Remembering Labor’s Barry Cohen

The late Barry Cohen.

TRIBUTES have flowed for former federal Labor minister and NSW MP Barry Cohen, who has died aged 82.

Suffering Alzheimer’s, Cohen was a prominent campaigner for funding to find a cure for the condition.

Colleague and confidant Michael Danby said he was “fortunate to know Barry as a friend, and also as a former employer”.

The Melbourne Ports MP reflected that, along with the late Dick Klugman, a Jewish federal MP who had fled the Nazis in Austria, and the late Senator John Wheeldon, Cohen was “part of the moderate sensible supporters of the Whitlam, Hawke and Keating governments.

Cohen and his colleagues centred the Labor Party so that it would always be a mainstream political party, whether it be in opposition or in government”.

“For decades he was also an icon in the Australian Jewish community. He was a lifelong, passionate but moderate supporter of Israel,” Danby said. “His European relatives’ fate during the Shoah was a searing influence on his life.”

Labor MP for Isaacs Mark Dreyfus remembered Cohen as “a fine Labor man … always great company and full of ideas … His activism in the fight against dementia, which has sadly taken his life, took immense bravery and strength of character”.

ALP leader Bill Shorten lauded Cohen’s parliamentary service and his fortitude, stating he had approached Alzheimer’s “as a policy challenge, not a personal struggle … urging politicians from all sides to deliver a better deal for older Australians”.

Cohen’s son Adam told The AJN his father was “proudest of his stand against racism … he fought against apartheid”. He was seen as “an oddity” in Parliament for his early advocacy of Aboriginal rights.

The veteran politician “was never not talking about politics” and his last writing was from a nursing home bed, with Adam’s assistance.

Executive Council of Australian Jewry president Anton Block and executive director Peter Wertheim jointly described Cohen as “a towering figure in federal politics and the Australian Labor Party who commanded immense respect on both sides of politics”.

Lauding his work to help free Soviet Jewry, they recalled him as “an important facilitator between the Jewish community and the federal government”.

NSW Jewish Board of Deputies CEO Vic Alhadeff recalled Cohen’s concerns about media bias over Israel. “With the passage of time he became increasingly concerned about the need for balanced media coverage on Israel and, through his writing, increasingly outspoken in his endeavours to achieve that.”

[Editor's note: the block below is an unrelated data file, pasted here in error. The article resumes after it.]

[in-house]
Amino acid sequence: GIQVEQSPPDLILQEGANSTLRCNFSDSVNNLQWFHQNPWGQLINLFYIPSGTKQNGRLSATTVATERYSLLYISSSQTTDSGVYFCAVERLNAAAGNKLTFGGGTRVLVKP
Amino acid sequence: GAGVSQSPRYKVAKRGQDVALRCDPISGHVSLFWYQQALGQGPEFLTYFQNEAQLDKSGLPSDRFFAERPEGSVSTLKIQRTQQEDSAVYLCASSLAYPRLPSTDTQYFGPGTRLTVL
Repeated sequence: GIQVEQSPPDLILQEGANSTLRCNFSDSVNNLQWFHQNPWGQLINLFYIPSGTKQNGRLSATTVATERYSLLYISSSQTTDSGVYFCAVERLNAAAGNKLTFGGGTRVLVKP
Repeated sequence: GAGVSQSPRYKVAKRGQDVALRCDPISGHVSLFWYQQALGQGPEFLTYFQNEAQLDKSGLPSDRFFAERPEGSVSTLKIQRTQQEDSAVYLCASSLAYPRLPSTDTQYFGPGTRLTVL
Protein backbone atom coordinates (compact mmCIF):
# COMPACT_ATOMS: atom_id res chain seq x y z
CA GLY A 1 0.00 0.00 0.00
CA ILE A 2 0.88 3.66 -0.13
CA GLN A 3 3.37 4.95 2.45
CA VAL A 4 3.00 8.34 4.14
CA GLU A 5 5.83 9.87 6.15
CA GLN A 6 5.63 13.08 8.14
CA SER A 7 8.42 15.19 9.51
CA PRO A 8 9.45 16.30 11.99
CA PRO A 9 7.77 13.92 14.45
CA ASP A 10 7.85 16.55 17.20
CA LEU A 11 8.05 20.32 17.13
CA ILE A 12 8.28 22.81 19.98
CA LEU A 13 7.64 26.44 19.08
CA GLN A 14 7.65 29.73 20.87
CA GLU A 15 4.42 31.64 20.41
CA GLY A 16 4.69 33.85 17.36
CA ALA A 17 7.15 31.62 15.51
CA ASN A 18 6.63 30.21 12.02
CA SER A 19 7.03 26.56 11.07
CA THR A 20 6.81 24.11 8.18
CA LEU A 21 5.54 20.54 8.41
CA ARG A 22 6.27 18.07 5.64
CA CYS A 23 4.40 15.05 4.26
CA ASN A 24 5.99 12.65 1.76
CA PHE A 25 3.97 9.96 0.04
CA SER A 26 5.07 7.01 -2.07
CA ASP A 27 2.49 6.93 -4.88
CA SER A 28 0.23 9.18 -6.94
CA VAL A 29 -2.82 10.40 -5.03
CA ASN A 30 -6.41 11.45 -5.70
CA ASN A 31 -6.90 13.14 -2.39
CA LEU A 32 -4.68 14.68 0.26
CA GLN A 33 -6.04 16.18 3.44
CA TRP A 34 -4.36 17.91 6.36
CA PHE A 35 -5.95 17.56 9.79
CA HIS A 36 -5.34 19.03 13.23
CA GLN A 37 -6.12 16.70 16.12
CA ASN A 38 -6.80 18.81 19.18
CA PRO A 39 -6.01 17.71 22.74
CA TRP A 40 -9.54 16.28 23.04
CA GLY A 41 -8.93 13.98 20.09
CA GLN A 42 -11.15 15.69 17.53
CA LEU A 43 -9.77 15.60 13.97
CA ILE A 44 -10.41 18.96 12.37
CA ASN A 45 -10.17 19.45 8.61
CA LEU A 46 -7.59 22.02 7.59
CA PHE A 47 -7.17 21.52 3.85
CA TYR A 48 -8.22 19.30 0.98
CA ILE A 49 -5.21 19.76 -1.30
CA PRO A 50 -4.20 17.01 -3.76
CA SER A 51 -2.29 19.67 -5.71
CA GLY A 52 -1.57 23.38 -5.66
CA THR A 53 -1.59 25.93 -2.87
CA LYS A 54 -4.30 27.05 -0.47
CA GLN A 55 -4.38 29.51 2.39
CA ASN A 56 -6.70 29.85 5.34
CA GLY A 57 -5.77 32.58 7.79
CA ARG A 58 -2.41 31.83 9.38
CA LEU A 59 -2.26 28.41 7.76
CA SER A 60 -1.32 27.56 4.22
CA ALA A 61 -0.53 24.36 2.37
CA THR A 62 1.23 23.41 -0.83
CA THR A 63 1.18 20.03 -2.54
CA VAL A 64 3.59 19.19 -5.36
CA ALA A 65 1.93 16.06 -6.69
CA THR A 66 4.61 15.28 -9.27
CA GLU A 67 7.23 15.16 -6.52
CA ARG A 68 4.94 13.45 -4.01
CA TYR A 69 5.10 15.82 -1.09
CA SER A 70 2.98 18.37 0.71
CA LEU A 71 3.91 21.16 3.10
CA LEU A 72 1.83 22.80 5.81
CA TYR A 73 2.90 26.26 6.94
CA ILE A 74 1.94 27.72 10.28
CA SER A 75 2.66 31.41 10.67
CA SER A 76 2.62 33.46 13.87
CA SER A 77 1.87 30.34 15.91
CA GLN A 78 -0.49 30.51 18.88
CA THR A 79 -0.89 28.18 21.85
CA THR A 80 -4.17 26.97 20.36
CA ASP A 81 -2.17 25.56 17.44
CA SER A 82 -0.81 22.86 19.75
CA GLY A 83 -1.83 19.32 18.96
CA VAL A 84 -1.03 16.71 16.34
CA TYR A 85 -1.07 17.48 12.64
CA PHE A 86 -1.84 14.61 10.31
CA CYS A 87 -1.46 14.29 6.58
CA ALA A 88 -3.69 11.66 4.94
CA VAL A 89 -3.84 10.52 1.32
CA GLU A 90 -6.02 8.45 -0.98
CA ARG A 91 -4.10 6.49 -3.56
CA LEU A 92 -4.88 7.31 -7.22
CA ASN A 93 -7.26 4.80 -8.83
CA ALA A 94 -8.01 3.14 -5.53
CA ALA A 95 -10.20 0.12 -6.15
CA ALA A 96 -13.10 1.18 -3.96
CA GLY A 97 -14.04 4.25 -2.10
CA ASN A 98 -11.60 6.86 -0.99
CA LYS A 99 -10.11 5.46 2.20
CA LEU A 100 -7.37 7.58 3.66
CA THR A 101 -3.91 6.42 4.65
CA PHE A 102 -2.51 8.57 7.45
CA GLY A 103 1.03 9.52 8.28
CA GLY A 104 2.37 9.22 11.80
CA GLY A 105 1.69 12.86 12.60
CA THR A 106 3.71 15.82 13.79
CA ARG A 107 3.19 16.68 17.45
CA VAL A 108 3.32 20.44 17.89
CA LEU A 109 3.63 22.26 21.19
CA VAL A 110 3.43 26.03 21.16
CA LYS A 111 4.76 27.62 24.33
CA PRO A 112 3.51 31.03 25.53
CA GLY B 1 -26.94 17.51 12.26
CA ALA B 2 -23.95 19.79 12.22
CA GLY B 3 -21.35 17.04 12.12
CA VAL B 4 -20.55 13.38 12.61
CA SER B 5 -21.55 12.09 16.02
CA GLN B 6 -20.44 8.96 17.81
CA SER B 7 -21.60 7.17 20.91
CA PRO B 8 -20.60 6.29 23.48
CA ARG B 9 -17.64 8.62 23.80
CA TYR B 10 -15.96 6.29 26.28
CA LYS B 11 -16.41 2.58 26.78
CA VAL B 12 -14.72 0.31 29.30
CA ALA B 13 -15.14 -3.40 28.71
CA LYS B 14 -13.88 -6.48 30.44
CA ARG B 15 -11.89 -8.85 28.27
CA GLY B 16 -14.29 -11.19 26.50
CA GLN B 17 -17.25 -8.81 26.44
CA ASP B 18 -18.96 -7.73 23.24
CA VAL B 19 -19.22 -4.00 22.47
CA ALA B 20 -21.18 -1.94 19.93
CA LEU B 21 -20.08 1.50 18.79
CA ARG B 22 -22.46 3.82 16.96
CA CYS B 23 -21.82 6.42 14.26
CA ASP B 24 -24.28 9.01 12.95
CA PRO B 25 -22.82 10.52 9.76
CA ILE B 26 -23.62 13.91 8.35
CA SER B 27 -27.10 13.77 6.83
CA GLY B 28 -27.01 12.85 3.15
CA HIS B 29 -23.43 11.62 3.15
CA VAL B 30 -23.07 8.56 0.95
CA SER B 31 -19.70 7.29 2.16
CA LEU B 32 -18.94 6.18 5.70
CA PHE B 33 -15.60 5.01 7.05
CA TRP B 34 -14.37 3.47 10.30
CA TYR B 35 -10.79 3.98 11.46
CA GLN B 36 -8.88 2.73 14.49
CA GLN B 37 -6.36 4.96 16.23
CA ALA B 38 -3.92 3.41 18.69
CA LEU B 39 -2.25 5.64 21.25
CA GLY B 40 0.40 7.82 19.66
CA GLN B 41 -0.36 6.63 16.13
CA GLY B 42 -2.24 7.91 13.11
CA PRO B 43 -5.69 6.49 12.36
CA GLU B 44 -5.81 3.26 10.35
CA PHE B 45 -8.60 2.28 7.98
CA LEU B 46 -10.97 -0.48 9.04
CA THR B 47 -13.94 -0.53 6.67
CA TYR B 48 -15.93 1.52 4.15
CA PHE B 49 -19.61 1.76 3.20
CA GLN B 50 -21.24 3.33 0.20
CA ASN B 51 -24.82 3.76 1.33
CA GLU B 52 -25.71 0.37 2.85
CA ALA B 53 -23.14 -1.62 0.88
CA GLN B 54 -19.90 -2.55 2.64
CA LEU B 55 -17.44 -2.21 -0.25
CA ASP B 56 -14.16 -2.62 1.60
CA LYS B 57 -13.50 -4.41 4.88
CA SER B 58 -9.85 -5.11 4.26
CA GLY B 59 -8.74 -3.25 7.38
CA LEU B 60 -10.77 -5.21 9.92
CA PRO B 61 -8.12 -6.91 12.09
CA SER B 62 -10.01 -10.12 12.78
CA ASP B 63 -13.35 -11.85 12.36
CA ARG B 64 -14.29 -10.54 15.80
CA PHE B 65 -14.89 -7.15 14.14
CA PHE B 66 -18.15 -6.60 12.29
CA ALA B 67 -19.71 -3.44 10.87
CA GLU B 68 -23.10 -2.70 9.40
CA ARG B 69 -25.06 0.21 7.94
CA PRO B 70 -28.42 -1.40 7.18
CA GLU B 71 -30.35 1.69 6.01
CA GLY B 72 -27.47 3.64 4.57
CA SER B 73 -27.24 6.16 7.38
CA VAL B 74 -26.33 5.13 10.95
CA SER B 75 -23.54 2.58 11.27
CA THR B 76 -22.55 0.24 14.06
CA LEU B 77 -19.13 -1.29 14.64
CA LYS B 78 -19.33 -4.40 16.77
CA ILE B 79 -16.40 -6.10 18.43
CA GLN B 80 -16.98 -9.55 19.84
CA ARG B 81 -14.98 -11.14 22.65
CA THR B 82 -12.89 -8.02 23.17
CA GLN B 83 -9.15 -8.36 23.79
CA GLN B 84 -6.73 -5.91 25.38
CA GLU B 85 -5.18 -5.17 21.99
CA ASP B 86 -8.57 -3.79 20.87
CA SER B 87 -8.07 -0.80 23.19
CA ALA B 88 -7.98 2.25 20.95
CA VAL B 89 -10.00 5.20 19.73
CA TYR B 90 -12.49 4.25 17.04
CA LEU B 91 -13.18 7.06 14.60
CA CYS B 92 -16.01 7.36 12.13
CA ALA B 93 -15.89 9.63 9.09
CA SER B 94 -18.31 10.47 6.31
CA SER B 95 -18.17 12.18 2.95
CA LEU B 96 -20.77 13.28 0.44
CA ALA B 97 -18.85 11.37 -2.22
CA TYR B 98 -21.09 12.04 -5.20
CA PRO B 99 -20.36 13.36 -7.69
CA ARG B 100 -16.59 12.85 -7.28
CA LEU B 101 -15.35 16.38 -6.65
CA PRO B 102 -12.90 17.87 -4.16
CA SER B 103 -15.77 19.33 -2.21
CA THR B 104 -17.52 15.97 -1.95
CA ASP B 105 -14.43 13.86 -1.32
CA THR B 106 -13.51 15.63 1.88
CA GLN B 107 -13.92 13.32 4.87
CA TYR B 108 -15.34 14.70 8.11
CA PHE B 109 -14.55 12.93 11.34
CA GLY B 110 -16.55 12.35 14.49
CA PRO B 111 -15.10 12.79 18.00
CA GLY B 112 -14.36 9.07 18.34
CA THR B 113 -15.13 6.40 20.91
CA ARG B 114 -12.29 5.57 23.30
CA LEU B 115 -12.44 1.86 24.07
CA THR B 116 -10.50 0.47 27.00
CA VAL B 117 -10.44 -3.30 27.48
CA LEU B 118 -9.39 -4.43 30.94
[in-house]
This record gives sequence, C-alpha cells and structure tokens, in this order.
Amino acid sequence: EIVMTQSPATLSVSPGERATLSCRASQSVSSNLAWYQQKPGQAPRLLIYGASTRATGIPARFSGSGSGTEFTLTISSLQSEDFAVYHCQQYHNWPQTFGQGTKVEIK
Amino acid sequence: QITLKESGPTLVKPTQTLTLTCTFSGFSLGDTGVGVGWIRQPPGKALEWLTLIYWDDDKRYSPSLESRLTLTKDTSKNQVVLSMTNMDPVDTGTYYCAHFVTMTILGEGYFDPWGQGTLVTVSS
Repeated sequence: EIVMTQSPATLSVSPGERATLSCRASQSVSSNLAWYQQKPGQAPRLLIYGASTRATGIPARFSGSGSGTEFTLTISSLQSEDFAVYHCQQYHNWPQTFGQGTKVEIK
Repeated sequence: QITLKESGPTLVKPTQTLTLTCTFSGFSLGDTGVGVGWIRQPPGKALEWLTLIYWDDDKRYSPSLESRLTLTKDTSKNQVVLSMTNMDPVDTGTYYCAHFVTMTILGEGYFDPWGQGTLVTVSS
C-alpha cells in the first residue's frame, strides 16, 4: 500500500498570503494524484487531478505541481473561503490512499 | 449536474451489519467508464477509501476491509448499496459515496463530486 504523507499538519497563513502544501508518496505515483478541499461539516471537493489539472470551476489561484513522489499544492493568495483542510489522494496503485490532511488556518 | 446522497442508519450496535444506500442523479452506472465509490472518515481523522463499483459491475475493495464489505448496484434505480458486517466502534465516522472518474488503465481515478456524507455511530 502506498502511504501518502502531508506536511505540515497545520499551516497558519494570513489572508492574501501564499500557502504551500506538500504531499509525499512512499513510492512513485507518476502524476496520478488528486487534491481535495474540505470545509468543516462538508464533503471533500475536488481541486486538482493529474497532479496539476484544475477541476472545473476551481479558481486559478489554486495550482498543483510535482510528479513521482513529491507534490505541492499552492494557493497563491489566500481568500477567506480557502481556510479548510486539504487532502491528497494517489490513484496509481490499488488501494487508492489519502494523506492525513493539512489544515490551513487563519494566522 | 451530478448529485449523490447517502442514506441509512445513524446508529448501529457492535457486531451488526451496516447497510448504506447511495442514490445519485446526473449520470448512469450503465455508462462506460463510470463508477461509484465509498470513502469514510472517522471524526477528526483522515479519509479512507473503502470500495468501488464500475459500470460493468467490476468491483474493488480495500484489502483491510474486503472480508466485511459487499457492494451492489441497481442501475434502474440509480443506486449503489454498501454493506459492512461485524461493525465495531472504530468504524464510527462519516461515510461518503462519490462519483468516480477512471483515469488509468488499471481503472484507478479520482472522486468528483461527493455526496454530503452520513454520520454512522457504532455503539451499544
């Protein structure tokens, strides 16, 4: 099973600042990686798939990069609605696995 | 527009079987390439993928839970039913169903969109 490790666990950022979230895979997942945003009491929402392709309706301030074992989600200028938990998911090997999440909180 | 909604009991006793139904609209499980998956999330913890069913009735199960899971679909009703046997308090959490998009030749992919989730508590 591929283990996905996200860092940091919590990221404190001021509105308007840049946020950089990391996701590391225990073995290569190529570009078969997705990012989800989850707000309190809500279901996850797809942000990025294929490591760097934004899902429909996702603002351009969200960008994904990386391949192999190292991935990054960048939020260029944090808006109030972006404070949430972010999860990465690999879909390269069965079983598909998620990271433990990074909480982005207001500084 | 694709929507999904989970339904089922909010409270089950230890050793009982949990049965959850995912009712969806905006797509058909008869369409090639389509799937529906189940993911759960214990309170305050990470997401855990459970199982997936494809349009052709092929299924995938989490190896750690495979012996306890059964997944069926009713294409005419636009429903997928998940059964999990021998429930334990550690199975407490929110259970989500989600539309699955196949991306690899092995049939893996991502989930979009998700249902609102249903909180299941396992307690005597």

Born and raised in Griffith, NSW, Cohen wrote of the local school, “Seven Jewish children in a school of nearly 1000 made us a bit of a curiosity”.

But he received his first taste of anti-Semitism at Sydney Grammar School, with taunts from other students that “shocked, hurt and bewildered”.

After attending Australian National University, he entered business, and later politics. He married Rae McNeill and was a father of three.

Representing the federal seat of Robertson on the NSW Central Coast, Cohen served for 21 years in Parliament, and after the 1983 ALP victory, became a minister in prime minister Bob Hawke’s government, holding portfolios such as Home Affairs, Environment, and Arts, Heritage and Environment.

During his time in office Cohen facilitated ties between the government and the community in its campaign to raise awareness of the plight of Soviet Jewry.

In retirement, he controversially criticised the ALP in 2004, alleging “anti-Semitism is now rampant in the Labor Party”, and the ALP had drifted from its historic support of the Jewish State.

At that time, he claimed leaders such as Hawke and Kim Beazley were passionate defenders of Israel, but the party had changed.

“I’m sick of Labor leaders and foreign affairs spokesmen making all the right noises to Jewish audiences while an increasing number of Labor backbenchers launch diatribes at Israel,” he charged.

Cohen’s claims were strongly denied at the time by ALP officials, including Labor’s then foreign affairs spokesperson Kevin Rudd, later PM, who described Cohen’s claim of ALP anti-Semitism as “profoundly personally offensive”.

Cohen received an OAM in the 2007 Queen’s Birthday Honours for service to the Australian Parliament and to the community through a range of cultural and environmental roles and contributions to public discussion and debate.

A keen student of the life of Gough Whitlam, Cohen authored three books on the iconic Labor prime minister, Life With Gough, From Whitlam To Winston, and The Almost Complete Gough, as well as The Life of the Party – Political Anecdotes.

A Jewish funeral service was being planned to take place in Canberra this Thursday, followed by a State Memorial Service in late January.

PETER KOHN